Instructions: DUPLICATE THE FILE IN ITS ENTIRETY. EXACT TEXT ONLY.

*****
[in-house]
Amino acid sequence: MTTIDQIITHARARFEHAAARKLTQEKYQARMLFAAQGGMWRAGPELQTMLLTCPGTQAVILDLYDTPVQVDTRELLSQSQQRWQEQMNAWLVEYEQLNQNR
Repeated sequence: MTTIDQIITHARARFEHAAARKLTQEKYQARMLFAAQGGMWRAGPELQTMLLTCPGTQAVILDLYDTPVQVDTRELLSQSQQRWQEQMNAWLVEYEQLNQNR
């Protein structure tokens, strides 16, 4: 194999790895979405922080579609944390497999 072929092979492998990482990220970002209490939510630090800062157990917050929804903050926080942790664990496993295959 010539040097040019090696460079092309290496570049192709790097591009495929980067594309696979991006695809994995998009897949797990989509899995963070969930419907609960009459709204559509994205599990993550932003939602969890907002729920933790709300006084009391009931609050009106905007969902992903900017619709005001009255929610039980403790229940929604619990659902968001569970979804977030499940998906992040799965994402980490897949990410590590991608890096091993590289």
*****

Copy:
[in-house]
Amino acid sequence: MTTIDQIITHARARFEHAAARKLTQEKYQARMLFAAQGGMWRAGPELQTMLLTCPGTQAVILDLYDTPVQVDTRELLSQSQQRWQEQMNAWLVEYEQLNQNR
Repeated sequence: MTTIDQIITHARARFEHAAARKLTQEKYQARMLFAAQGGMWRAGPELQTMLLTCPGTQAVILDLYDTPVQVDTRELLSQSQQRWQEQMNAWLVEYEQLNQNR
């Protein structure tokens, strides 16, 4: 194999790895979405922080579609944390497999 072929092979492998990482990220970002209490939510630090800062157990917050929804903050926080942790664990496993295959 010539040097040019090696460079092309290496570049192709790097591009495929980067594309696979991006695809994995998009897949797990989509899995963070969930419907609960009459709204559509994205599990993550932003939602969890907002729920933790709300006084009391009931609050009106905007969902992903900017619709005001009255929610039980403790229940929604619990659902968001569970979804977030499940998906992040799965994402980490897949990410590590991608890096091993590289």